In February 2011, the Federal Transit Administration (FTA) sent a civil rights team to Nashville to assess whether the MTA was following federal civil rights law. The two-day visit occurred during the initial phase of the Amp design. In their visit, the FTA officers were shown routes in West, East and Southeast Nashville. Yet, for unexplainable reasons, the MTA did not allow them to visit North Nashville. This was yet another example of how communities such as North Nashville are treated as if they are invisible.

That last paragraph is galling. It is shameful that transit leaders intentionally ignored North Nashville on the question of lawful access to transit. It also casts a pall on the arguments of east-west corridor supporters who say they honestly believe West End is a better choice without any reference to MTA's shoddy treatment of North Nashville on a question of civil rights.

The shameless roll out of an east-west rapid transit corridor is the extension of the historic injustices that do not disappear with new generations leaders. While some local progressives attempt the tortured logic of scolding the Mayor for wanting to govern "the fun parts" while absolving him of responsibility for extending the time-honored, sanctioned neglect of North Nashville, Sekou Franklin reminds us that this BRT transit policy, in doing nothing to break from an infamous tradition, is the natural extension of that tradition. The link is not so easily severed just because Mayor Karl Dean is an odds-on jolly for taking down a Republican in a hypothetical run-for-office.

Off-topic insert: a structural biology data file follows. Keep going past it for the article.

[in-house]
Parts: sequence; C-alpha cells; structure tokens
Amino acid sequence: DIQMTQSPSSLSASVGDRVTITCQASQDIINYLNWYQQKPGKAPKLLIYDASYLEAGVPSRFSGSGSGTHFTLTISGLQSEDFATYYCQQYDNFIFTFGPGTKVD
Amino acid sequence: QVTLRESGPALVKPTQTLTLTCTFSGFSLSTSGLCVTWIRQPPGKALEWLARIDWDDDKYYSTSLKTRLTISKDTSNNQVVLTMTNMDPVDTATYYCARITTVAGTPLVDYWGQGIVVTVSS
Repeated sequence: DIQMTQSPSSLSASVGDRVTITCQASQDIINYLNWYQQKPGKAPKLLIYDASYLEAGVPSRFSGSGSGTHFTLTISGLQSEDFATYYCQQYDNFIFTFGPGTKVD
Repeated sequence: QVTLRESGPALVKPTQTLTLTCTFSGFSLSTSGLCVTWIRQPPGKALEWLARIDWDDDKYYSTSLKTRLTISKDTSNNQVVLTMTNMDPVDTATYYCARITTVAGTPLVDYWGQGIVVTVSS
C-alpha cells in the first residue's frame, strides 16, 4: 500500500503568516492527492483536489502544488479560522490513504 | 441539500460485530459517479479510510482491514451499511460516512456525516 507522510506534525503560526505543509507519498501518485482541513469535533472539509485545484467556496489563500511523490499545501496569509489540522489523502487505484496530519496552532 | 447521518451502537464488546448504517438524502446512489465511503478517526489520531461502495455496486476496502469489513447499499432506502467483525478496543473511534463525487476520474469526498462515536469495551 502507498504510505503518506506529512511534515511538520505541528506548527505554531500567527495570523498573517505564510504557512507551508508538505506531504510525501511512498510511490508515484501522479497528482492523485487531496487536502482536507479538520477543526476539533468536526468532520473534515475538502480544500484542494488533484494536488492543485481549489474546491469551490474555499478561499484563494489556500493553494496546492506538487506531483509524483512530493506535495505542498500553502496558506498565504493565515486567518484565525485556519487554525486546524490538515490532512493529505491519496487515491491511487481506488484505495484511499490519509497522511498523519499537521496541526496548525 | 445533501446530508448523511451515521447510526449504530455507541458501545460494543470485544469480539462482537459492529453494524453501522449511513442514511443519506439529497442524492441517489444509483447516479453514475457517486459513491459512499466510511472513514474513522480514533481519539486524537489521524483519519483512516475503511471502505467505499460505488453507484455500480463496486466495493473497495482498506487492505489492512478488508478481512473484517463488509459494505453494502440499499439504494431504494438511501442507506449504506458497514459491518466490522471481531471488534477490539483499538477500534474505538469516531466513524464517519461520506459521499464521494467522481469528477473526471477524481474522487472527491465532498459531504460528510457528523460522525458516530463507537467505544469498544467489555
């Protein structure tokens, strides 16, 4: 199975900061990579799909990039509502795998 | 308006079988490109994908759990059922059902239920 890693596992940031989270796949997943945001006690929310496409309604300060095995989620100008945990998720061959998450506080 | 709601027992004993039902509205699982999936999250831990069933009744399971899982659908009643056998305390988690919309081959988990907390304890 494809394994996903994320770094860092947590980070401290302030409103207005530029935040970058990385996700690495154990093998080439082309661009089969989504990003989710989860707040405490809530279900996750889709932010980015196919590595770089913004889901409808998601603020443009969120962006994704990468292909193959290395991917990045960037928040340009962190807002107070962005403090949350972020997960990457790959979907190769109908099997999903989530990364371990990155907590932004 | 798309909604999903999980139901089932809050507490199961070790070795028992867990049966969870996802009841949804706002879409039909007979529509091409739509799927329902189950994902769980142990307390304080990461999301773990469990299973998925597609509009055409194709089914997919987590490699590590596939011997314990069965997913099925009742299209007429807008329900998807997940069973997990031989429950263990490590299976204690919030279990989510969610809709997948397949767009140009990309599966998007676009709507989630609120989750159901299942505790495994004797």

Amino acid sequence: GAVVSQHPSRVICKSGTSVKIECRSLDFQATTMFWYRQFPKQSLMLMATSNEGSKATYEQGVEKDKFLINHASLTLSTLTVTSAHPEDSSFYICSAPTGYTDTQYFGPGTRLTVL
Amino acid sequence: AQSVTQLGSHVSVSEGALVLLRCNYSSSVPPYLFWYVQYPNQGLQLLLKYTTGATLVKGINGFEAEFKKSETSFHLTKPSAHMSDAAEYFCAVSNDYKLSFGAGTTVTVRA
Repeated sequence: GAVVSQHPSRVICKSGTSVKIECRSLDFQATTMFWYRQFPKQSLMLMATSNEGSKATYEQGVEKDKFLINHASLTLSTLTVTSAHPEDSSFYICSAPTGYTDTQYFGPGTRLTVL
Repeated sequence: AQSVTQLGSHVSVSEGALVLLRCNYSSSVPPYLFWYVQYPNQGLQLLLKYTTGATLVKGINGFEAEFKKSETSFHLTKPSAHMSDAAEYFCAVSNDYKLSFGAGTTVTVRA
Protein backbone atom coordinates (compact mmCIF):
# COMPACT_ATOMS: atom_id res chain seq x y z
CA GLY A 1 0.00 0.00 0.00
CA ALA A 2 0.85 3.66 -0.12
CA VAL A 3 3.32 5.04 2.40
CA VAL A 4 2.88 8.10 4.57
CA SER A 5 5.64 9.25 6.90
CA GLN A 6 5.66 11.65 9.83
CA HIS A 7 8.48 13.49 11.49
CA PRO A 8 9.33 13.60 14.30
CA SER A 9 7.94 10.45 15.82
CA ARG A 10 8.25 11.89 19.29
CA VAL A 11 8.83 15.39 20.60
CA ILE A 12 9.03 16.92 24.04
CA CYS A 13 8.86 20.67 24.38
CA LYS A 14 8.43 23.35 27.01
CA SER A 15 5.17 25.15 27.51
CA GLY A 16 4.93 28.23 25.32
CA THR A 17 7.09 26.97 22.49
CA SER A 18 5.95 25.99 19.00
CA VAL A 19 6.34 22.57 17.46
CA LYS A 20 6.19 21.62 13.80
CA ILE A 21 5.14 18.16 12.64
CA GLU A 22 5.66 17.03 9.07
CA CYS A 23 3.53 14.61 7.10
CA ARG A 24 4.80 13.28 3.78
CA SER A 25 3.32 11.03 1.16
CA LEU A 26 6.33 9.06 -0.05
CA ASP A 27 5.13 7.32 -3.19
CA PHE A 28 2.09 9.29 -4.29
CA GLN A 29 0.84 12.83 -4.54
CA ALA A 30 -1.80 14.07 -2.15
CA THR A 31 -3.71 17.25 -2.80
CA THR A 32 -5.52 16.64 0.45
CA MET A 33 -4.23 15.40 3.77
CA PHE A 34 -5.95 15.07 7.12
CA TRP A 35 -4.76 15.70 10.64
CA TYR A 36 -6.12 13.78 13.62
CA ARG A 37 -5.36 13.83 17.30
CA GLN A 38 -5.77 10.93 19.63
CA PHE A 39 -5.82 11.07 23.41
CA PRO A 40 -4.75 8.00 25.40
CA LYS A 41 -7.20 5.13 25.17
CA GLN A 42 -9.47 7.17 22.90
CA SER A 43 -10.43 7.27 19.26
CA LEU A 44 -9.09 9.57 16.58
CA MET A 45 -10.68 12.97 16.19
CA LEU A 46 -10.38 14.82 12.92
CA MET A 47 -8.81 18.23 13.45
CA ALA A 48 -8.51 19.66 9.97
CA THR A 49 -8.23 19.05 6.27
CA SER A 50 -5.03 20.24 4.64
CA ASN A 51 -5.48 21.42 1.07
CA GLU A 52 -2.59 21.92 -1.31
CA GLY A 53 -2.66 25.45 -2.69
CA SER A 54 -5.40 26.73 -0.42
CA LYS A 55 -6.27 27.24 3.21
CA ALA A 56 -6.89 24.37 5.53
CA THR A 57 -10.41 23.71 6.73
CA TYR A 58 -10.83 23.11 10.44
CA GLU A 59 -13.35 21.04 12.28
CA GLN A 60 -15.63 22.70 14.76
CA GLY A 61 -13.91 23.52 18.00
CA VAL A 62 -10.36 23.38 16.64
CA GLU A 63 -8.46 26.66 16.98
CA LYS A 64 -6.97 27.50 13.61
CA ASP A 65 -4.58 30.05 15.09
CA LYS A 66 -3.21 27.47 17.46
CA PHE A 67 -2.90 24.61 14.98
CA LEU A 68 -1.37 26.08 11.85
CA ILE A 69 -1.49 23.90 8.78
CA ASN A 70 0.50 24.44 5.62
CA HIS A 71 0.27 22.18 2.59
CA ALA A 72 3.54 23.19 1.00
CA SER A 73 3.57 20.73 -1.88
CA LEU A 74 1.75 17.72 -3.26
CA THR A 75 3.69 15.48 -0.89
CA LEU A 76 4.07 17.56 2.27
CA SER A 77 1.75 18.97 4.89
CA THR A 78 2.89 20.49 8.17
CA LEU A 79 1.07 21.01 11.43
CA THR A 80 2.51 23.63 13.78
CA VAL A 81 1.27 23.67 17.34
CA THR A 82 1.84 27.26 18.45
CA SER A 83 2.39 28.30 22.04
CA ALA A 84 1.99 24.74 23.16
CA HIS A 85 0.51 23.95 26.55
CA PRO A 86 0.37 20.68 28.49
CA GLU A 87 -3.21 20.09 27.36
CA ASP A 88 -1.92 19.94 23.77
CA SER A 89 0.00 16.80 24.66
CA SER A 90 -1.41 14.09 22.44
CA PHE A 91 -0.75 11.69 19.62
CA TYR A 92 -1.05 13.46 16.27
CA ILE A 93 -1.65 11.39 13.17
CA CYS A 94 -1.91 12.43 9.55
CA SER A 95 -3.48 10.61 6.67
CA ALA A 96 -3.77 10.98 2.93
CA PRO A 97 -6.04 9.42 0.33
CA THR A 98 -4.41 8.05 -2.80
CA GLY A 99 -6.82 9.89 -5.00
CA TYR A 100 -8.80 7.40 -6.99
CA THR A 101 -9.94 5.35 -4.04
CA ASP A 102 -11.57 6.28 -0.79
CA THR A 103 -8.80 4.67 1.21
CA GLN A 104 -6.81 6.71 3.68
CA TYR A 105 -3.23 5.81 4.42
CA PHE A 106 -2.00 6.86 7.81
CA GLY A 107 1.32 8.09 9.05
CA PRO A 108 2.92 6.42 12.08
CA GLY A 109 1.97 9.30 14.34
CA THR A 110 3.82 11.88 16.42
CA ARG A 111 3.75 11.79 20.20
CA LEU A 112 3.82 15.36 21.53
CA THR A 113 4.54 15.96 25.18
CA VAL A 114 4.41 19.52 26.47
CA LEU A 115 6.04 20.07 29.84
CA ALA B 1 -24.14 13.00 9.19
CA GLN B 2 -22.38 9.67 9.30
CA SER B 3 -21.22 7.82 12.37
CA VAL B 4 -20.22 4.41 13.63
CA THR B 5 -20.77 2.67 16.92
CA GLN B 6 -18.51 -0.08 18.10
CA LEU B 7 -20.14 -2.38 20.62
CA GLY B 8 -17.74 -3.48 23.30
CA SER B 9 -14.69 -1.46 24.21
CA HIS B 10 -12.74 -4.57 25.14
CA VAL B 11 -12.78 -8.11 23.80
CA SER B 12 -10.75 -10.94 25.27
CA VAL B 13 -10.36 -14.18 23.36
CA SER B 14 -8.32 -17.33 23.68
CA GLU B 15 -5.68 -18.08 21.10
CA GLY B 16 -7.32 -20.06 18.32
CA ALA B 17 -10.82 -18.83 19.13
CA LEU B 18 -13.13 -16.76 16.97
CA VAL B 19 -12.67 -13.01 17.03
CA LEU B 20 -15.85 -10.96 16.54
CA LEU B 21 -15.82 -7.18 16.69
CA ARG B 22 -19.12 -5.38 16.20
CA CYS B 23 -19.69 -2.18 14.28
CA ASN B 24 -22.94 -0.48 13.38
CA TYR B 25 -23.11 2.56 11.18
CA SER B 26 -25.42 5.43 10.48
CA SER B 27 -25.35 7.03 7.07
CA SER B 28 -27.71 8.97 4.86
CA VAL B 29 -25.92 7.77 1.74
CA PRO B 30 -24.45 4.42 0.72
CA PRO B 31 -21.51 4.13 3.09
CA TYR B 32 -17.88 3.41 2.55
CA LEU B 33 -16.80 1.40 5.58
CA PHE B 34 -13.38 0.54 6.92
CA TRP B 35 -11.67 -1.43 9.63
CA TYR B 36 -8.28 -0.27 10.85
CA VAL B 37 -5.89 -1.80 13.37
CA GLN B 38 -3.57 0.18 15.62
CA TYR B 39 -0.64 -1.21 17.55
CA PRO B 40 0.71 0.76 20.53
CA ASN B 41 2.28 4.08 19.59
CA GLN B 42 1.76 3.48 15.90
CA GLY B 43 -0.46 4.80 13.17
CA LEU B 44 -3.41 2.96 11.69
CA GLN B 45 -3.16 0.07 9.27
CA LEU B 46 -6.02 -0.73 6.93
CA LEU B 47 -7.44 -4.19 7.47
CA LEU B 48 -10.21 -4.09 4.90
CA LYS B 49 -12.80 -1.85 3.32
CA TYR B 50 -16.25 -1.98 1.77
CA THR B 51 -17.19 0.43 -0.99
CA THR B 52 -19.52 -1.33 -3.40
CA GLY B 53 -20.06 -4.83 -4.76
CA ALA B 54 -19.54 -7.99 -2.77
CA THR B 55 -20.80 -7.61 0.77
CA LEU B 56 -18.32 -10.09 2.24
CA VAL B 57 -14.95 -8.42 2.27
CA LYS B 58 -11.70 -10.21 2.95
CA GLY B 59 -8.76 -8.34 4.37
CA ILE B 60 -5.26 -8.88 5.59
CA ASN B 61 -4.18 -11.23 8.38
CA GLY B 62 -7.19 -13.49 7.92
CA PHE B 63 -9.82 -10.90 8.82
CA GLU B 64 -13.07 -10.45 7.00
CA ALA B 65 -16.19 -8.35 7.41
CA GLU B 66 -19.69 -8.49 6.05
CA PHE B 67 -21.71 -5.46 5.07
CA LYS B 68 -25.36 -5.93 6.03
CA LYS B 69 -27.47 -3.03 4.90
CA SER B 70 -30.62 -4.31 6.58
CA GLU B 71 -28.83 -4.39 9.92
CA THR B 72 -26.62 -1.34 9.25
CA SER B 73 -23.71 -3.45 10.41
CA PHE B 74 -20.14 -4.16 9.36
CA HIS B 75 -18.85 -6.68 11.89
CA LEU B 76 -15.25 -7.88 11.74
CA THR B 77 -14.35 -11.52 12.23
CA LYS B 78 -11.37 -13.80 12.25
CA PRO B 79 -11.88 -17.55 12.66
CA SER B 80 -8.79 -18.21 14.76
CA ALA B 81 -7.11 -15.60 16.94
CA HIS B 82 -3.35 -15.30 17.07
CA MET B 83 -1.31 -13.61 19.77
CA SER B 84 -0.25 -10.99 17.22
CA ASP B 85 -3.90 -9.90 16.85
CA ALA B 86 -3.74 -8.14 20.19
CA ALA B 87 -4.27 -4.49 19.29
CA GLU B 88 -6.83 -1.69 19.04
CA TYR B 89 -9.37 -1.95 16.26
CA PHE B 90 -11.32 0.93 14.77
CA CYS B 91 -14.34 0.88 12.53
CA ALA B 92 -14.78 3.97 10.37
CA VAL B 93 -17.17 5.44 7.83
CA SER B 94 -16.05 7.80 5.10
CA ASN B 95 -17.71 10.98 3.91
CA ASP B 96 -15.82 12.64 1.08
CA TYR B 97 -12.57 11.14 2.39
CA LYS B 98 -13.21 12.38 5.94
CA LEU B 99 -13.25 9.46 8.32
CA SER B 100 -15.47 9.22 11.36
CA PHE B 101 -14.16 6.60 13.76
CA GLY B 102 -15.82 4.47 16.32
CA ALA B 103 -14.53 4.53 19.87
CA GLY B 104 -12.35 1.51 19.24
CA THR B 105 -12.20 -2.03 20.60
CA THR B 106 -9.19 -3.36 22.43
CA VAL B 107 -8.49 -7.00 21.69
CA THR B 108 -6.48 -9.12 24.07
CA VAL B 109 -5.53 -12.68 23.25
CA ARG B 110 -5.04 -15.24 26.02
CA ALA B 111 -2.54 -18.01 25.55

No degree of public relations can cover up the wounds reopened for some in North Nashville. You can pat your progressive self on the back all you want about supporting transit and helping some boiler room workers exit West Nashville faster at quitting time to access the same slower, lesser infrastructure they know all too well along points north. But liberal preening will not alter the reality that AMP extends Nashville's legacy of unequal development, and it serves disproportionally white, affluent communities before any other.

As such, it is transportation apartheid. Sekou calls it out for exactly what it is.